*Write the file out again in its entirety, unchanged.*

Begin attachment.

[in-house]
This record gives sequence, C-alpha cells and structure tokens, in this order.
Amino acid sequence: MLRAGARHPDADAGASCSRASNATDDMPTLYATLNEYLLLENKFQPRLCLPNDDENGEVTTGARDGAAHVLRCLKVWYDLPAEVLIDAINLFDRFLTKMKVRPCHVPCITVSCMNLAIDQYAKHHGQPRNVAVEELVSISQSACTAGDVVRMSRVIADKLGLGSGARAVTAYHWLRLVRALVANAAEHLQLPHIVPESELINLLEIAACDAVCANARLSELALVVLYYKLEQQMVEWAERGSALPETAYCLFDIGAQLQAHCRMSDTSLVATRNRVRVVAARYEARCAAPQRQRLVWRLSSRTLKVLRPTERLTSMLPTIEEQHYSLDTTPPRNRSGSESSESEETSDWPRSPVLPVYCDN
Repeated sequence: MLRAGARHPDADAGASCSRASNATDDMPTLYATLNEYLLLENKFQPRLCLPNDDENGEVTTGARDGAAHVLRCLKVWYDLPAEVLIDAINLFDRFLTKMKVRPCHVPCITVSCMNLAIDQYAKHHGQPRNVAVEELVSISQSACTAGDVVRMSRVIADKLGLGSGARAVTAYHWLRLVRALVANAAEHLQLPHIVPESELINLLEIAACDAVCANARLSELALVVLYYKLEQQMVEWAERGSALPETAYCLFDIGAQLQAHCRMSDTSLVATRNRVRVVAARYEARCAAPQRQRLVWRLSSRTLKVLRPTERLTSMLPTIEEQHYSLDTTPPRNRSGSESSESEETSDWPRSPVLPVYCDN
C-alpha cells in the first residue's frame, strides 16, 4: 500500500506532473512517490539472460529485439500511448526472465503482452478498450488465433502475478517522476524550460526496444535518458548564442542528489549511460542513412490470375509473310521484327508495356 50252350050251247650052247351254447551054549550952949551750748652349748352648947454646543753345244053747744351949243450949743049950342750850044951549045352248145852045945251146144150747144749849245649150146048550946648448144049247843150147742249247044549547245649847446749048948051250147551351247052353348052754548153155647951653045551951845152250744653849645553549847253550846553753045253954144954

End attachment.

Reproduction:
[in-house]
This record gives sequence, C-alpha cells and structure tokens, in this order.
Amino acid sequence: MLRAGARHPDADAGASCSRASNATDDMPTLYATLNEYLLLENKFQPRLCLPNDDENGEVTTGARDGAAHVLRCLKVWYDLPAEVLIDAINLFDRFLTKMKVRPCHVPCITVSCMNLAIDQYAKHHGQPRNVAVEELVSISQSACTAGDVVRMSRVIADKLGLGSGARAVTAYHWLRLVRALVANAAEHLQLPHIVPESELINLLEIAACDAVCANARLSELALVVLYYKLEQQMVEWAERGSALPETAYCLFDIGAQLQAHCRMSDTSLVATRNRVRVVAARYEARCAAPQRQRLVWRLSSRTLKVLRPTERLTSMLPTIEEQHYSLDTTPPRNRSGSESSESEETSDWPRSPVLPVYCDN
Repeated sequence: MLRAGARHPDADAGASCSRASNATDDMPTLYATLNEYLLLENKFQPRLCLPNDDENGEVTTGARDGAAHVLRCLKVWYDLPAEVLIDAINLFDRFLTKMKVRPCHVPCITVSCMNLAIDQYAKHHGQPRNVAVEELVSISQSACTAGDVVRMSRVIADKLGLGSGARAVTAYHWLRLVRALVANAAEHLQLPHIVPESELINLLEIAACDAVCANARLSELALVVLYYKLEQQMVEWAERGSALPETAYCLFDIGAQLQAHCRMSDTSLVATRNRVRVVAARYEARCAAPQRQRLVWRLSSRTLKVLRPTERLTSMLPTIEEQHYSLDTTPPRNRSGSESSESEETSDWPRSPVLPVYCDN
C-alpha cells in the first residue's frame, strides 16, 4: 500500500506532473512517490539472460529485439500511448526472465503482452478498450488465433502475478517522476524550460526496444535518458548564442542528489549511460542513412490470375509473310521484327508495356 50252350050251247650052247351254447551054549550952949551750748652349748352648947454646543753345244053747744351949243450949743049950342750850044951549045352248145852045945251146144150747144749849245649150146048550946648448144049247843150147742249247044549547245649847446749048948051250147551351247052353348052754548153155647951653045551951845152250744653849645553549847253550846553753045253954144954